Programming Homework Help Tricks for DebuggingIn increasing order of ease of debugging, these are the following classes of bugs. Syntax errors. This can be caused by miscounting the number of brackets, missing some punctuation, or a typing mistake. Normally the compiler will point these out, and te...
Operating System DesignSIMMAC is a machine that contains a word-addressable memory of size 512, and an ALU for its arithmetic operations. Each instruction of SIMMAC consists of a 32-bit word in which the leftmost 16 bits are reserved for the opcode and the rightmost 16 bits are reserved for the operand. SIMMAC
- Accumulator(ACC) which is involved in all arithmetic operations
- Storage Address Register(SAR) which is involved in all references to primary storage. SAR holds the address of the data
- Storage Data Register(SDR) which is also involved in all references to primary storage. SDR holds the data specified in SAR
- Primary Storage Instruction Address Register(PSIAR) which points to the location of the next machine instruction in primary storage
- Temporary Register(TMPR) which is used (in this implementation) to hold the value of ACC while ACC is being used to increment PSIAR
- Control Storage Instruction Address Register(CSIAR) which points to the location of the next micro-instruction to be executed. I did not use this register
- Instruction Register(IR) which holds the current instruction being executed(not used).
- Micro-instruction Register(MIR) which holds the current micro-instruction being executed (not used).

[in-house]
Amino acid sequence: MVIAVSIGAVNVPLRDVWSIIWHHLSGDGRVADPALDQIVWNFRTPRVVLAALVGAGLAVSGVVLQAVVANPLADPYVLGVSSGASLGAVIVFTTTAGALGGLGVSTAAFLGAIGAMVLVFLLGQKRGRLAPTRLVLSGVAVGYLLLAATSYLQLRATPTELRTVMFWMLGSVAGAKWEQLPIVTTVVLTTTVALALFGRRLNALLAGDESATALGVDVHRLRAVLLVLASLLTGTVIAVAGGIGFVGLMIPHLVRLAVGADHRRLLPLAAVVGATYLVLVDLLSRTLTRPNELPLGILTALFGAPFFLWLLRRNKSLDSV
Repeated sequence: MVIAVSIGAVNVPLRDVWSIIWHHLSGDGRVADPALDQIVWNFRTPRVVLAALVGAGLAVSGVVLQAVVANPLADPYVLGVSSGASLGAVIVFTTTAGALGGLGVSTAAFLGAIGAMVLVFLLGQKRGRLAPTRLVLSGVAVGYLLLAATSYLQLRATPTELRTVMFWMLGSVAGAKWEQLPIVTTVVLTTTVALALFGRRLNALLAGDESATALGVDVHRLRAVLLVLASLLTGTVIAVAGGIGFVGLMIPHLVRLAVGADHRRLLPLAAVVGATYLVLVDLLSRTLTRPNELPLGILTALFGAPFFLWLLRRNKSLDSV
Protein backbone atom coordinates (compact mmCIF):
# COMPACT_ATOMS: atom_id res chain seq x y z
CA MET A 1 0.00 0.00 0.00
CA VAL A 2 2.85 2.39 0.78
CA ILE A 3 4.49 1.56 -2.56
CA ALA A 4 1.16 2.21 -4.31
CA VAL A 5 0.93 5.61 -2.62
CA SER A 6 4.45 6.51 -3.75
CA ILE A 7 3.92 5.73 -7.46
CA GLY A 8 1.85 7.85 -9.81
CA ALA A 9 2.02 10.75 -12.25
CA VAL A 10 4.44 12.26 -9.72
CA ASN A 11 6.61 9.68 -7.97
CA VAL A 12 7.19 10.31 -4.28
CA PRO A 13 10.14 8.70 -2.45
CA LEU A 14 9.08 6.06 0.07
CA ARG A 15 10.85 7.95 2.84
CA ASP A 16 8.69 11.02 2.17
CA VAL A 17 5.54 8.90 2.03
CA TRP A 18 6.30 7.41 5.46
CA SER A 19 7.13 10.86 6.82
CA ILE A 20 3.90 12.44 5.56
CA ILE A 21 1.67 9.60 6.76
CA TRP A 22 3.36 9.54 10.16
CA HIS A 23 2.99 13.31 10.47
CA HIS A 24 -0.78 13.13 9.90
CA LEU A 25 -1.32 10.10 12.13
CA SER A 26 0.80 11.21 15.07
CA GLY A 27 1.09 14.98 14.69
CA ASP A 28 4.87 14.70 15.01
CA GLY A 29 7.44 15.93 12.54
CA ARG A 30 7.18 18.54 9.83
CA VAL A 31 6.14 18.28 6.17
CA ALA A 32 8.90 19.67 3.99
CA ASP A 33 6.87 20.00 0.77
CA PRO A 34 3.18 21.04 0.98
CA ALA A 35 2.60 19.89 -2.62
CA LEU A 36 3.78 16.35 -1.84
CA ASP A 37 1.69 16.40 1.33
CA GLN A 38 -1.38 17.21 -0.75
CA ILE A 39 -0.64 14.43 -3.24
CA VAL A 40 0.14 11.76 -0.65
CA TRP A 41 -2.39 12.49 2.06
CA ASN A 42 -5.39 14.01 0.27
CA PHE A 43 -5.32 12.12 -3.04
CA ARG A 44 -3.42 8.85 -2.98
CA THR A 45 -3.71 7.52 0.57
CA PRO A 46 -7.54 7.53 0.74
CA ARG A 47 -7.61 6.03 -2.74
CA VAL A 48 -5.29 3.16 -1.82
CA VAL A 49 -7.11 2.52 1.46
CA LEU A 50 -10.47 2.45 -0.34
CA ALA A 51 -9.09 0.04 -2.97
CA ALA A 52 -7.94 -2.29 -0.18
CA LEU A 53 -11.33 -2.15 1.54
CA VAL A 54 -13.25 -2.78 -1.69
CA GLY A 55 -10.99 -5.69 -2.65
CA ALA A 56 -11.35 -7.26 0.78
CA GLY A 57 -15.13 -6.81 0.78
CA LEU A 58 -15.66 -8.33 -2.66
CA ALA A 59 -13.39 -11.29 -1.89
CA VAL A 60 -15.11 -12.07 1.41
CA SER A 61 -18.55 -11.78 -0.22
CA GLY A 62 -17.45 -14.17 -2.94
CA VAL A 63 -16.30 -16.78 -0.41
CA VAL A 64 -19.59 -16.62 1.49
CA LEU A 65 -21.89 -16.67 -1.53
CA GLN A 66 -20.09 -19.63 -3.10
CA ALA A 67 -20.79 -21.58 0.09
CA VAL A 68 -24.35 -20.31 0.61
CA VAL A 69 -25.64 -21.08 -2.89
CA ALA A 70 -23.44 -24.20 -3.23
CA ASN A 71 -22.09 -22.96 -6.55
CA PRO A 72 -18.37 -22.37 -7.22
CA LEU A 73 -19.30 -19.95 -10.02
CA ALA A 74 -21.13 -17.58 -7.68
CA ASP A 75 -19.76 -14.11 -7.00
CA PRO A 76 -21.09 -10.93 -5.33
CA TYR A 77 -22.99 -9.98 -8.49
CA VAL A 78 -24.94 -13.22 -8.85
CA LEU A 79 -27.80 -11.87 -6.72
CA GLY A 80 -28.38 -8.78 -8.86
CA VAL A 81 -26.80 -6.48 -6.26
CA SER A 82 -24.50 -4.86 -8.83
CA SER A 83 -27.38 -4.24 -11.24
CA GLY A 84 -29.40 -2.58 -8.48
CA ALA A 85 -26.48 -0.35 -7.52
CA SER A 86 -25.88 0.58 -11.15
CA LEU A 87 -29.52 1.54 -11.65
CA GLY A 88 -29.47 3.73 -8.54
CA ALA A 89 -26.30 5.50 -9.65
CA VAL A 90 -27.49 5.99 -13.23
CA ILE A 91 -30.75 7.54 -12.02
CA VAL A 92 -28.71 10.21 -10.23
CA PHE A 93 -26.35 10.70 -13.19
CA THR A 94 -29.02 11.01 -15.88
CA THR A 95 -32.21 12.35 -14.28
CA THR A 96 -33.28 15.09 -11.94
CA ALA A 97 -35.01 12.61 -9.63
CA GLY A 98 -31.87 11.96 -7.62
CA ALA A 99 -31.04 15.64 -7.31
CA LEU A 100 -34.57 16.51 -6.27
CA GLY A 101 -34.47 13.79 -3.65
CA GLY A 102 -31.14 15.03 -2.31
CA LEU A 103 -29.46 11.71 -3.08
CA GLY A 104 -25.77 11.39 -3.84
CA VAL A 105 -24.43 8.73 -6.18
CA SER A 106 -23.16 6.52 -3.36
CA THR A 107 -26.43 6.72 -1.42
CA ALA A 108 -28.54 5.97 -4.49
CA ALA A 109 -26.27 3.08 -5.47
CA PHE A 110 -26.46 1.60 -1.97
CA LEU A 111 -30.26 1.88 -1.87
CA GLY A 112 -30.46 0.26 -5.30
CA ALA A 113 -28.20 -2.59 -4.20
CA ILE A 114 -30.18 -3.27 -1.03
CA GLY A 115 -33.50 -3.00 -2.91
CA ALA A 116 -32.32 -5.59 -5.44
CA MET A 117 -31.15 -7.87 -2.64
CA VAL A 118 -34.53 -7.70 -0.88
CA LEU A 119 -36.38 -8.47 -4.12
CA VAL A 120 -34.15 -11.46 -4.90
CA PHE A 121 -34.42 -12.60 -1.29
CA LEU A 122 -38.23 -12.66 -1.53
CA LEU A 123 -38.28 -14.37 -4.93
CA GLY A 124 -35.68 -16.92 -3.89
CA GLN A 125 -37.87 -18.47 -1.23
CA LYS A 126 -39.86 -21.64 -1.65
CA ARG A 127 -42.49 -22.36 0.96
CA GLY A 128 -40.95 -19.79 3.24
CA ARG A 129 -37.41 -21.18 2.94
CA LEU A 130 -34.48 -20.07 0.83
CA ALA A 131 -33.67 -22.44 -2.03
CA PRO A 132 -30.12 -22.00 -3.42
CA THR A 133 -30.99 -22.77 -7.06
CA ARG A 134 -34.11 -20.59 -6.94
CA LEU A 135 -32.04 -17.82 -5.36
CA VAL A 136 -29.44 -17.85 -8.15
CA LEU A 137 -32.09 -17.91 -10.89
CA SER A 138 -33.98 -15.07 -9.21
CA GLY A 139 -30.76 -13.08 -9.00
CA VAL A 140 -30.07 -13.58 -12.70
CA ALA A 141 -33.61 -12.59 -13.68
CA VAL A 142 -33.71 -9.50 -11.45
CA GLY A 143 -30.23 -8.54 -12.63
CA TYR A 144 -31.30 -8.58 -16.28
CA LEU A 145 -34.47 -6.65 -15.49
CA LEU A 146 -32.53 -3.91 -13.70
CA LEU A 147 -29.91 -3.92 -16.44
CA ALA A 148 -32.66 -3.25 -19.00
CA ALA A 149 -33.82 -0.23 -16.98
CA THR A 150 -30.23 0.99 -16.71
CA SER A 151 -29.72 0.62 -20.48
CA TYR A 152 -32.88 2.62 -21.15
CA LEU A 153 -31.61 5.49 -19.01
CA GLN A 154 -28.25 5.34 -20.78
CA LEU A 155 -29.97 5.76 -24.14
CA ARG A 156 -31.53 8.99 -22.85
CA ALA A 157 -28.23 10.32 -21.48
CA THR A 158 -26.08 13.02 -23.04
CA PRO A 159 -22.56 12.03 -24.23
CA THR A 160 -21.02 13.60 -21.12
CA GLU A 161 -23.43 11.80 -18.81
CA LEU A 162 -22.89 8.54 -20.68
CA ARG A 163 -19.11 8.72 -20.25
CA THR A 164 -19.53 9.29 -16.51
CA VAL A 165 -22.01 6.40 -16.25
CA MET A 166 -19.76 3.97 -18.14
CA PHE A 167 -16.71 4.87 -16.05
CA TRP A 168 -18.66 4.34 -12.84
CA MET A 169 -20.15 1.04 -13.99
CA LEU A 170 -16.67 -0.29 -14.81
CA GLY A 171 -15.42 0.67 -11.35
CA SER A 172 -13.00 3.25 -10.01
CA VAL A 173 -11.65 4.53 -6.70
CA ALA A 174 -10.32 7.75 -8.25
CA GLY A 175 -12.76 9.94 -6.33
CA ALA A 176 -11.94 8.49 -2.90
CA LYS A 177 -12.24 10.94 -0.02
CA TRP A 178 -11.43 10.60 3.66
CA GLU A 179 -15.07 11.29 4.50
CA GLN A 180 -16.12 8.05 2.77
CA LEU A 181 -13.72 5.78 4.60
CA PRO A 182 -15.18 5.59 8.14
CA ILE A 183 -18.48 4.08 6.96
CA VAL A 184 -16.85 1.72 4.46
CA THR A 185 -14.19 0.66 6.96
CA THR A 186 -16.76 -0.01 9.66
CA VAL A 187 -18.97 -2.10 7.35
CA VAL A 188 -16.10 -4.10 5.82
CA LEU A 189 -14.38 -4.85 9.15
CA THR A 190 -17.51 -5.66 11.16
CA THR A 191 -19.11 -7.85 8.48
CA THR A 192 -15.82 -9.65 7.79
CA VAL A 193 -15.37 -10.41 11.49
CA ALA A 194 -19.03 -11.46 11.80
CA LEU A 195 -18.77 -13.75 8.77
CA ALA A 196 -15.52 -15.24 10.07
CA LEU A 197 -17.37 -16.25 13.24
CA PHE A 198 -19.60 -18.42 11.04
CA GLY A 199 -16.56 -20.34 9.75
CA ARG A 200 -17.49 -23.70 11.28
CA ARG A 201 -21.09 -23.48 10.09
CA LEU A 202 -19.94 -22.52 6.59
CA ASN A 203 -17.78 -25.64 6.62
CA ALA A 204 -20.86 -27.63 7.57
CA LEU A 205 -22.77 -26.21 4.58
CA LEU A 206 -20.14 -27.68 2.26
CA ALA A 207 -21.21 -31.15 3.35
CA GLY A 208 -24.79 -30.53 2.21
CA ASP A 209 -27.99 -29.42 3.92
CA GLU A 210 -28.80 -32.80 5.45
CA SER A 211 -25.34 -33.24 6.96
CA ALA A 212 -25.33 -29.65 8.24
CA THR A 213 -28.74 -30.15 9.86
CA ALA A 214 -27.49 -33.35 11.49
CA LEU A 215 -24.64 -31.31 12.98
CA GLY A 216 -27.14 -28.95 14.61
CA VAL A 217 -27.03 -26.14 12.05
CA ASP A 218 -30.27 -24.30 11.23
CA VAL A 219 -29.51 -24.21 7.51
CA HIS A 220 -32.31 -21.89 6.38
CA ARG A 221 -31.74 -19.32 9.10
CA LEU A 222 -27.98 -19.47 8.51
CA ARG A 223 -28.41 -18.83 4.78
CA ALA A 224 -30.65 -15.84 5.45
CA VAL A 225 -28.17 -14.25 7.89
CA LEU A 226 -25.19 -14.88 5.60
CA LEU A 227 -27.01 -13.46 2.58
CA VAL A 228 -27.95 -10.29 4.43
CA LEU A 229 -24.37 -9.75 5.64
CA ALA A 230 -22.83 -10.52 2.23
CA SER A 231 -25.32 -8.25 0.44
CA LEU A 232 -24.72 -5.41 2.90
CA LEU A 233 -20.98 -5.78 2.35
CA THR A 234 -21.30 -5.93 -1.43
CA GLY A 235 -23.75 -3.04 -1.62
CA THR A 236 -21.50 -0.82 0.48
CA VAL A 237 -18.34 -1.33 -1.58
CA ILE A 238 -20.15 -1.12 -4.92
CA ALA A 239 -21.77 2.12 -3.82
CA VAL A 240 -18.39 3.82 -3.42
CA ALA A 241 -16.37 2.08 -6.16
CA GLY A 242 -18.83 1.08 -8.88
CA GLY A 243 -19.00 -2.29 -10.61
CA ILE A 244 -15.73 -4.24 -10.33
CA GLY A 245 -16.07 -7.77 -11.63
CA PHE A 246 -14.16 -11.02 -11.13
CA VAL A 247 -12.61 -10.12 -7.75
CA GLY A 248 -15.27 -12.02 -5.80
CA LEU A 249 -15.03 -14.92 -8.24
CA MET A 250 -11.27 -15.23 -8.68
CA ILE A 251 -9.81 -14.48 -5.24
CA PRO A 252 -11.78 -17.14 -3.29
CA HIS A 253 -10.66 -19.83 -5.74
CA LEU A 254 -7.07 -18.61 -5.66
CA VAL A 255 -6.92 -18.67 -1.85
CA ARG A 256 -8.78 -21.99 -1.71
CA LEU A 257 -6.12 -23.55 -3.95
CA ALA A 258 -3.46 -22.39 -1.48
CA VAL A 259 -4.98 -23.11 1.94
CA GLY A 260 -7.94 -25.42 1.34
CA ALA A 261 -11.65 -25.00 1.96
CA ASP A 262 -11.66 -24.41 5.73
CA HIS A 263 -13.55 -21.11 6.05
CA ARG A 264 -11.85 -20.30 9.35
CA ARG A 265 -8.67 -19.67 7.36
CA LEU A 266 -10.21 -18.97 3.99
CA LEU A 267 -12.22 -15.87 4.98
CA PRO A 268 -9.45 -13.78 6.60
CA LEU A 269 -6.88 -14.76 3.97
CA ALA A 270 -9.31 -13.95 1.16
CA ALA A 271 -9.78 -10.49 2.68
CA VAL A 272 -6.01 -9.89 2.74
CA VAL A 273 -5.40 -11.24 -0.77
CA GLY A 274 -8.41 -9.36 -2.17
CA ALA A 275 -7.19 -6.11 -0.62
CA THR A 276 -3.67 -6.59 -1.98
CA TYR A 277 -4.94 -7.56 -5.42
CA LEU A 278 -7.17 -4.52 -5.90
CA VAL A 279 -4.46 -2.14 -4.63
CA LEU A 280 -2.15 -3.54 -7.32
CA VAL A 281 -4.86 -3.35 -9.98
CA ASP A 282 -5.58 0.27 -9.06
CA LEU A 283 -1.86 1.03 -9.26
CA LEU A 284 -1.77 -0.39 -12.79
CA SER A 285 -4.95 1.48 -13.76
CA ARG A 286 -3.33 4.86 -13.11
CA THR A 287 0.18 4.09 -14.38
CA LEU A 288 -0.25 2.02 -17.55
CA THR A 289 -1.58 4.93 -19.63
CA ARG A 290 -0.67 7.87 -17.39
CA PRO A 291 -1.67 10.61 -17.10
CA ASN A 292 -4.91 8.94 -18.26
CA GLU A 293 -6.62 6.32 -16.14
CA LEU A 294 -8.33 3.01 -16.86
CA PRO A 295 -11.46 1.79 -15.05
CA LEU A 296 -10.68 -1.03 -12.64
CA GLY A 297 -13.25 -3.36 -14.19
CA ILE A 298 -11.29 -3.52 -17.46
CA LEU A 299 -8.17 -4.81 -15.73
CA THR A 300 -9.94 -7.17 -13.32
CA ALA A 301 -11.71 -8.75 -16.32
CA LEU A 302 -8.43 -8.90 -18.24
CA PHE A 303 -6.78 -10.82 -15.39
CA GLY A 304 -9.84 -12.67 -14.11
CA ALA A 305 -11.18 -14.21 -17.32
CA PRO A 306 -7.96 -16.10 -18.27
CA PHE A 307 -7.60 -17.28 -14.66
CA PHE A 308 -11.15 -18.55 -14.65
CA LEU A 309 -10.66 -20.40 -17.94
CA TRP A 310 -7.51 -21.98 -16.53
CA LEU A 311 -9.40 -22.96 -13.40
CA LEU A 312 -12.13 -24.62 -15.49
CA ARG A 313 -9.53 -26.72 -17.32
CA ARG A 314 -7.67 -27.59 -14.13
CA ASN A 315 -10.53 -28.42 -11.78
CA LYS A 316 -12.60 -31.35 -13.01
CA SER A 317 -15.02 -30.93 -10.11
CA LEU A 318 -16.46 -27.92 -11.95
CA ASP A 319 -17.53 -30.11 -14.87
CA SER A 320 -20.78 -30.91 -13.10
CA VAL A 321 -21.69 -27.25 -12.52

- ADD (Opcode = 10) ADD
- SUB (Opcode = 20) SUB
- LDA ( Opcode = 30) LDA
- STR (Opcode = 40) STR
- BRH ( Opcode = 50) BRH
- CBR (Opcode = 60) CBR
- LDI ( Opcode = 70) LDI
- HALT ( Opcode = 5) HALT<0>
MemorySIMMAC has a main memory array of size 512 to hold words of 32 bits in size. The main memory was designed to hold instructions from index 0 to 200 and data from index 201 to 511. Data are loaded by assigning the integer values to the corresponding positions in the main memory. The location of data was selected to include positions 201, 202, 301, and 302 to satisfy the requirements for programs 4 and 5 (processes 3 and 4 in SIMMAC). Because some instructions request more CPU time than the time quantum in a multitasking system using a round-robin, it is important that the status of the registers be saved until the scheduler comes back to finish the same process. The status of the process is usually stored in a process control block data structure. In SIMMAC, the status of each register is saved in array y, while array y is stored for each active process in a two-dimensional array PCB.
| Process Control Block |